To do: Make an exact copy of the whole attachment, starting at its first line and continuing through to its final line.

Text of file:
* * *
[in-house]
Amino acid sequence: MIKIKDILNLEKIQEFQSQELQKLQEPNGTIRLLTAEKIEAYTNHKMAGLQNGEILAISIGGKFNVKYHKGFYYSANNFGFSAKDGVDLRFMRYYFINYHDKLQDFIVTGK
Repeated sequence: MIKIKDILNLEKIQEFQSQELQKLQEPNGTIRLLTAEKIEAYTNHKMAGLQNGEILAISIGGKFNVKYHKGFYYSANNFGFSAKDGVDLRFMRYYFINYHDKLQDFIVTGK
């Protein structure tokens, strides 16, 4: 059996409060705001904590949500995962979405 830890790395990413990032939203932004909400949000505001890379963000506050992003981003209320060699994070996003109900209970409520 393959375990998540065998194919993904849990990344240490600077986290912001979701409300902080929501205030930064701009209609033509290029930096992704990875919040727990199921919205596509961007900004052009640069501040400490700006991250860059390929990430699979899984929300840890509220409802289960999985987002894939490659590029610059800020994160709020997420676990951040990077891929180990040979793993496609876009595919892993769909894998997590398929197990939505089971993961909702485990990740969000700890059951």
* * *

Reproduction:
[in-house]
Amino acid sequence: MIKIKDILNLEKIQEFQSQELQKLQEPNGTIRLLTAEKIEAYTNHKMAGLQNGEILAISIGGKFNVKYHKGFYYSANNFGFSAKDGVDLRFMRYYFINYHDKLQDFIVTGK
Repeated sequence: MIKIKDILNLEKIQEFQSQELQKLQEPNGTIRLLTAEKIEAYTNHKMAGLQNGEILAISIGGKFNVKYHKGFYYSANNFGFSAKDGVDLRFMRYYFINYHDKLQDFIVTGK
């Protein structure tokens, strides 16, 4: 059996409060705001904590949500995962979405 830890790395990413990032939203932004909400949000505001890379963000506050992003981003209320060699994070996003109900209970409520 393959375990998540065998194919993904849990990344240490600077986290912001979701409300902080929501205030930064701009209609033509290029930096992704990875919040727990199921919205596509961007900004052009640069501040400490700006991250860059390929990430699979899984929300840890509220409802289960999985987002894939490659590029610059800020994160709020997420676990951040990077891929180990040979793993496609876009595919892993769909894998997590398929197990939505089971993961909702485990990740969000700890059951």